How do you museum?: Marketing user-generated content to engage audiences

Mara Naiditch, Natural History Museum of Los Angeles County, USA, Rachel Gertz, Natural History Museum of Los Angeles County, USA, Edgar Chamorro, Natural History Museum of Los Angeles County, USA

Abstract

In August 2015 the Natural History Museum of Los Angeles County and the La Brea Tar Pits Museum launched an innovative destination campaign called #HowDoYouMuseum that combined traditional and digital media. It was designed to both sustain the momentum gained from the museums’ recent renovations, and to brand-align two institutions that had long been marketed separately. The campaign was meant to run for at least two years. This multi-faceted campaign engages visitors by asking them to share their experiences at the museums; the museum then takes the user-generated content and applies it as an additional marketing tool in both paid and non-paid media. In addition, the museums produced a series of videos starring (unpaid) local celebrities describing their personal experience. The aim of the videos is to inspire others to visit, discover their own experience, and share it with the world. This paper will discuss how the museum was able to generate more than three million views of their videos and reached more than 2.3 million viewers who saw their UGC posts in just a matter of months. It will further discuss the correlations between the campaign and record attendance numbers; the evolution of the creative; the use of both traditional and UGC to engage new audiences; re-purposing UGC for traditional media, metrics, strategies, and key learnings; and the challenges associated with sustaining a two-year campaign on limited resources.

Keywords: social media, audience engagement, marketing, UGC

Introduction

Over the last eight years, a dramatic transformation at the Natural History Museum of Los Angeles County (NHMLA) culminated in the creation of a series of new exhibits, amenities, and 3.5 acres of outdoor garden space. NHMLA’s board of trustees and leadership then turned its attention to its sister institution, the La Brea Tar Pits and Museum, and began to develop plans to transform it into a modern, evocative destination as well. In 2014, a series of indoor and outdoor renovations ensued at the La Brea Tar Pits, with a larger master-planning process for the entire site unfolding now.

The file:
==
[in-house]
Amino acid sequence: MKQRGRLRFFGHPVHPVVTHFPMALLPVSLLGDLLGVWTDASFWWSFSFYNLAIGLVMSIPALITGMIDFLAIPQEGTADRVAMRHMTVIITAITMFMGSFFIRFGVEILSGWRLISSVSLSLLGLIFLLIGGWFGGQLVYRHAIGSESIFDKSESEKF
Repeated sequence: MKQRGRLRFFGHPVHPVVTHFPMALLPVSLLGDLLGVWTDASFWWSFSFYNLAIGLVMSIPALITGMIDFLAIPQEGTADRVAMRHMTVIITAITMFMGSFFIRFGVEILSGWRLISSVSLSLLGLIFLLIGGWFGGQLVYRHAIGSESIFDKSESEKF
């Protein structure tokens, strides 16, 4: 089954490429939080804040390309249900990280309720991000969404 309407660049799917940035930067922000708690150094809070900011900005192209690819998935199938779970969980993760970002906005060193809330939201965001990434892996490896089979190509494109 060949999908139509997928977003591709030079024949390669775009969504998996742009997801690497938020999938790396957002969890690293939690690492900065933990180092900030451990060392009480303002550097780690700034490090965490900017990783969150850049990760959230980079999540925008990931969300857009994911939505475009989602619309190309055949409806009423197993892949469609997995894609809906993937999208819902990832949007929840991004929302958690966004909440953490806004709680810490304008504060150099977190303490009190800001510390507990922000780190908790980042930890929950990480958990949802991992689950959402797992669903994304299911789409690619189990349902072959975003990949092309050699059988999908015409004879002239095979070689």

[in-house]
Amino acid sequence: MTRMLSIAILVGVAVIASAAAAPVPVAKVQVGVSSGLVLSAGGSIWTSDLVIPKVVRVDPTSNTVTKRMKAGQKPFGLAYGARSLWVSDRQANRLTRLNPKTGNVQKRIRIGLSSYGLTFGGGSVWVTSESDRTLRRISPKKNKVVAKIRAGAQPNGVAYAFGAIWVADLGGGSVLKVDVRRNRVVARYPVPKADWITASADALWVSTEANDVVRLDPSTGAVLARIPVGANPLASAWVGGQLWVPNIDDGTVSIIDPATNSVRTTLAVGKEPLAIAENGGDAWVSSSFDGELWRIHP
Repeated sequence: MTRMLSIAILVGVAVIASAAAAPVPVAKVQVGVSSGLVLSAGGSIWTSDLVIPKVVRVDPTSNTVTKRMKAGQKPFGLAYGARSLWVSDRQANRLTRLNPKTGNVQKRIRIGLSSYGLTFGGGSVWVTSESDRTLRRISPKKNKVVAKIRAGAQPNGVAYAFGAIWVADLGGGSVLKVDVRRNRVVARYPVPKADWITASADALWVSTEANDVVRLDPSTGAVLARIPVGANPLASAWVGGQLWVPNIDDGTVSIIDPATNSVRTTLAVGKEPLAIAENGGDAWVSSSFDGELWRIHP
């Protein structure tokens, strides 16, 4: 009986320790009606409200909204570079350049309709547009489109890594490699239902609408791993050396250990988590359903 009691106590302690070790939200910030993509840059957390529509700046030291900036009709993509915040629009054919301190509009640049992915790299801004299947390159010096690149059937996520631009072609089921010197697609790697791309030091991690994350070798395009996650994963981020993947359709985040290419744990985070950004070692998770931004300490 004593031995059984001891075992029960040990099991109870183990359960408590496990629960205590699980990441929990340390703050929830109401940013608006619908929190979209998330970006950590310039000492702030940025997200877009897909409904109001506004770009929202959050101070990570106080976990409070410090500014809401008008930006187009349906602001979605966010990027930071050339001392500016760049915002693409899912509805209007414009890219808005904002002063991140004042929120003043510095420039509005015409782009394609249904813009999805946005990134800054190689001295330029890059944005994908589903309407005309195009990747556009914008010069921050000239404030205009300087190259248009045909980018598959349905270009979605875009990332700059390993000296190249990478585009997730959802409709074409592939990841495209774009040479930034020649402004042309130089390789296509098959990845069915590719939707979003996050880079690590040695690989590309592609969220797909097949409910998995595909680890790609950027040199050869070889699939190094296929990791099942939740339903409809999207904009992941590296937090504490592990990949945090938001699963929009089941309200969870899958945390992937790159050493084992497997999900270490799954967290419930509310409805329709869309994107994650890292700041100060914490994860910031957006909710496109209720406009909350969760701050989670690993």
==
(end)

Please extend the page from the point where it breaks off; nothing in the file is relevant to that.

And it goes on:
Though the two museums are very different—in size, content, and their trajectories as evolving destinations—one unifying philosophy began to emerge: a new visitor-first ethos, in which indoor and outdoor experiences were created with multiple layers of access and information for people with different backgrounds and interests. It was in this spirit that the marketing and communications team sought a forward-thinking destination campaign. It needed to promote both museums under one brand umbrella—something that had not been done before—that resonated not only with a broad range of modern audiences, but also appealed to each visitor in very specific, individualized, and surprising ways.

There were two early inspiration points for the nascent campaign. Malcolm Gladwell’s “stickiness” concept, explored first in The Tipping Point (2000) and popularized in recent marketing theory and best practices, supported the idea of the centralization of an audience’s presence in one online location, where quantitative measurement could then take place. To that core idea, the campaign team added the “spreadability paradigm,” in which audiences create their own participatory content in unexpected ways, which is then circulated through many channels until periphery awareness becomes active engagement (Jenkins, Ford, & Green, 2013). Using this spreadability paradigm, the roles of producers, marketers, and audience shift and blur with increased collaboration, and producers and marketers must cede a bit of editorial control.  However, given the new visitor-centric focus at the museums, it seemed like the right direction.

In August 2015, NHMLA and the La Brea Tar Pits Museum launched the innovative destination campaign called #HowDoYouMuseum. It combines traditional and digital media, designed to both sustain the momentum gained from the museums’ recent improvements,  and to brand-align two institutions that had long been marketed separately. The campaign is meant to run for at least two years.